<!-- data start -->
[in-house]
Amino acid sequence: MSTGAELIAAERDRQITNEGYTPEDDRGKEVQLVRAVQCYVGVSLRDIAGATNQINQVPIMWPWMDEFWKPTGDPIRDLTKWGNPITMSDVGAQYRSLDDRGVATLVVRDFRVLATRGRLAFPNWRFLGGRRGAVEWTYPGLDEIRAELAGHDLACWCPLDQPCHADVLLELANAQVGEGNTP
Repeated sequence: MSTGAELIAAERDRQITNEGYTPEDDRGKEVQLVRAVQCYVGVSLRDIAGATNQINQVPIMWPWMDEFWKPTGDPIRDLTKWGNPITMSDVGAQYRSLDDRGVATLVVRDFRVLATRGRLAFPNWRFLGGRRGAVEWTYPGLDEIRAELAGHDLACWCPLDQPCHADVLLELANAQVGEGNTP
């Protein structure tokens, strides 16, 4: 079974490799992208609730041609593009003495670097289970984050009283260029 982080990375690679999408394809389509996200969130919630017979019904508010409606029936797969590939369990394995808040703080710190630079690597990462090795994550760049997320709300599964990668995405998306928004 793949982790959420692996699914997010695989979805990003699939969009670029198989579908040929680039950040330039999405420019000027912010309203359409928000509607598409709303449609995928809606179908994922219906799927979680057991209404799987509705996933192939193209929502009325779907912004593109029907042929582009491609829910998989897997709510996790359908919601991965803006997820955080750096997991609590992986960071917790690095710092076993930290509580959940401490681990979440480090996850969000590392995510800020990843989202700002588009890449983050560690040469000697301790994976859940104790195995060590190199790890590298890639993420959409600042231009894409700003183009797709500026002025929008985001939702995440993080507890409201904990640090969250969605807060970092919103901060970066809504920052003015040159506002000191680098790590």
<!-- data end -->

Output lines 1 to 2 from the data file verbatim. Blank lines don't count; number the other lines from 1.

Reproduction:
[in-house]
Amino acid sequence: MSTGAELIAAERDRQITNEGYTPEDDRGKEVQLVRAVQCYVGVSLRDIAGATNQINQVPIMWPWMDEFWKPTGDPIRDLTKWGNPITMSDVGAQYRSLDDRGVATLVVRDFRVLATRGRLAFPNWRFLGGRRGAVEWTYPGLDEIRAELAGHDLACWCPLDQPCHADVLLELANAQVGEGNTP